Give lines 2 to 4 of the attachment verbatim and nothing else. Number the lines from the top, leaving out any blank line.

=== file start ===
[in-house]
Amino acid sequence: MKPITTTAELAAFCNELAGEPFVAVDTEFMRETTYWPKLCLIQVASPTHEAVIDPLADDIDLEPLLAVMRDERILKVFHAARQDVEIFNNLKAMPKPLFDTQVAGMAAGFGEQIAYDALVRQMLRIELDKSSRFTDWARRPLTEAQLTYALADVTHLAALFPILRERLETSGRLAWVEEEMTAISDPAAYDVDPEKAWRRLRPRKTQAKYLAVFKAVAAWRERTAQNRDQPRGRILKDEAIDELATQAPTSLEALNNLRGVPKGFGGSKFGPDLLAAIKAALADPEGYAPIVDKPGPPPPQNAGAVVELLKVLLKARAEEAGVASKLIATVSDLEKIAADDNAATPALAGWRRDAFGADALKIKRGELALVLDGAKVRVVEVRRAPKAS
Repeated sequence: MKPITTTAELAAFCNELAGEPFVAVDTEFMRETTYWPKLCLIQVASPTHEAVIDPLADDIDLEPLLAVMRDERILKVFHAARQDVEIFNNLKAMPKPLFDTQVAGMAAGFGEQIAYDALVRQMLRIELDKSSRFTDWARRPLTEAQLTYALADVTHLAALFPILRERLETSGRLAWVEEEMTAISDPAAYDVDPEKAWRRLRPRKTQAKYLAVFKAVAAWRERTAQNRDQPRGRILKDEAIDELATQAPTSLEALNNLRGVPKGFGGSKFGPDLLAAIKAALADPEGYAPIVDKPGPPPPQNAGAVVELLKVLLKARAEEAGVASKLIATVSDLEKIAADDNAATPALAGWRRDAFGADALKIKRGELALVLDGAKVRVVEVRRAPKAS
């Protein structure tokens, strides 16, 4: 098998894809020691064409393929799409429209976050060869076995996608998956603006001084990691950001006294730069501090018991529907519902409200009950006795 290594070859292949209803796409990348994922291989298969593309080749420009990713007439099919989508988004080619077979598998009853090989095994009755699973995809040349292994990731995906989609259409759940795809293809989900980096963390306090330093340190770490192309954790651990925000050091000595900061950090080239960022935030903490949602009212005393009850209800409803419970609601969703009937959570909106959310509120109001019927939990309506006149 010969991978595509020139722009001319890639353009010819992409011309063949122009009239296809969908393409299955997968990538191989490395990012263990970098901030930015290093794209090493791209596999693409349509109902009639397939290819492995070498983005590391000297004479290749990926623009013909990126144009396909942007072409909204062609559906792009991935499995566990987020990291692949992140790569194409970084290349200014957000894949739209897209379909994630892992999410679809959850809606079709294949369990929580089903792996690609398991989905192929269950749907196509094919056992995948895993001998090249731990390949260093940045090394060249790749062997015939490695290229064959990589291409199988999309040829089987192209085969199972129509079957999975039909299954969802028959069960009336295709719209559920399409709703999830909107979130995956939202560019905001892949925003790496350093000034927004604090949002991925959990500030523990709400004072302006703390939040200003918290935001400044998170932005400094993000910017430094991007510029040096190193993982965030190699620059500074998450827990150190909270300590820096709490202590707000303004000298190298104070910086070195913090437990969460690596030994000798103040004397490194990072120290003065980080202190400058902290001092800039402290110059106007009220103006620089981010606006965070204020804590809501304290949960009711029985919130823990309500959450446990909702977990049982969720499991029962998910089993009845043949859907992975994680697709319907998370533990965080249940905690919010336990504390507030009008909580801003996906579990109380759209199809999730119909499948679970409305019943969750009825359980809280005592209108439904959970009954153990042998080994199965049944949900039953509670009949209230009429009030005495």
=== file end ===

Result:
Amino acid sequence: MKPITTTAELAAFCNELAGEPFVAVDTEFMRETTYWPKLCLIQVASPTHEAVIDPLADDIDLEPLLAVMRDERILKVFHAARQDVEIFNNLKAMPKPLFDTQVAGMAAGFGEQIAYDALVRQMLRIELDKSSRFTDWARRPLTEAQLTYALADVTHLAALFPILRERLETSGRLAWVEEEMTAISDPAAYDVDPEKAWRRLRPRKTQAKYLAVFKAVAAWRERTAQNRDQPRGRILKDEAIDELATQAPTSLEALNNLRGVPKGFGGSKFGPDLLAAIKAALADPEGYAPIVDKPGPPPPQNAGAVVELLKVLLKARAEEAGVASKLIATVSDLEKIAADDNAATPALAGWRRDAFGADALKIKRGELALVLDGAKVRVVEVRRAPKAS
Repeated sequence: MKPITTTAELAAFCNELAGEPFVAVDTEFMRETTYWPKLCLIQVASPTHEAVIDPLADDIDLEPLLAVMRDERILKVFHAARQDVEIFNNLKAMPKPLFDTQVAGMAAGFGEQIAYDALVRQMLRIELDKSSRFTDWARRPLTEAQLTYALADVTHLAALFPILRERLETSGRLAWVEEEMTAISDPAAYDVDPEKAWRRLRPRKTQAKYLAVFKAVAAWRERTAQNRDQPRGRILKDEAIDELATQAPTSLEALNNLRGVPKGFGGSKFGPDLLAAIKAALADPEGYAPIVDKPGPPPPQNAGAVVELLKVLLKARAEEAGVASKLIATVSDLEKIAADDNAATPALAGWRRDAFGADALKIKRGELALVLDGAKVRVVEVRRAPKAS
């Protein structure tokens, strides 16, 4: 098998894809020691064409393929799409429209976050060869076995996608998956603006001084990691950001006294730069501090018991529907519902409200009950006795 290594070859292949209803796409990348994922291989298969593309080749420009990713007439099919989508988004080619077979598998009853090989095994009755699973995809040349292994990731995906989609259409759940795809293809989900980096963390306090330093340190770490192309954790651990925000050091000595900061950090080239960022935030903490949602009212005393009850209800409803419970609601969703009937959570909106959310509120109001019927939990309506006149 010969991978595509020139722009001319890639353009010819992409011309063949122009009239296809969908393409299955997968990538191989490395990012263990970098901030930015290093794209090493791209596999693409349509109902009639397939290819492995070498983005590391000297004479290749990926623009013909990126144009396909942007072409909204062609559906792009991935499995566990987020990291692949992140790569194409970084290349200014957000894949739209897209379909994630892992999410679809959850809606079709294949369990929580089903792996690609398991989905192929269950749907196509094919056992995948895993001998090249731990390949260093940045090394060249790749062997015939490695290229064959990589291409199988999309040829089987192209085969199972129509079957999975039909299954969802028959069960009336295709719209559920399409709703999830909107979130995956939202560019905001892949925003790496350093000034927004604090949002991925959990500030523990709400004072302006703390939040200003918290935001400044998170932005400094993000910017430094991007510029040096190193993982965030190699620059500074998450827990150190909270300590820096709490202590707000303004000298190298104070910086070195913090437990969460690596030994000798103040004397490194990072120290003065980080202190400058902290001092800039402290110059106007009220103006620089981010606006965070204020804590809501304290949960009711029985919130823990309500959450446990909702977990049982969720499991029962998910089993009845043949859907992975994680697709319907998370533990965080249940905690919010336990504390507030009008909580801003996906579990109380759209199809999730119909499948679970409305019943969750009825359980809280005592209108439904959970009954153990042998080994199965049944949900039953509670009949209230009429009030005495």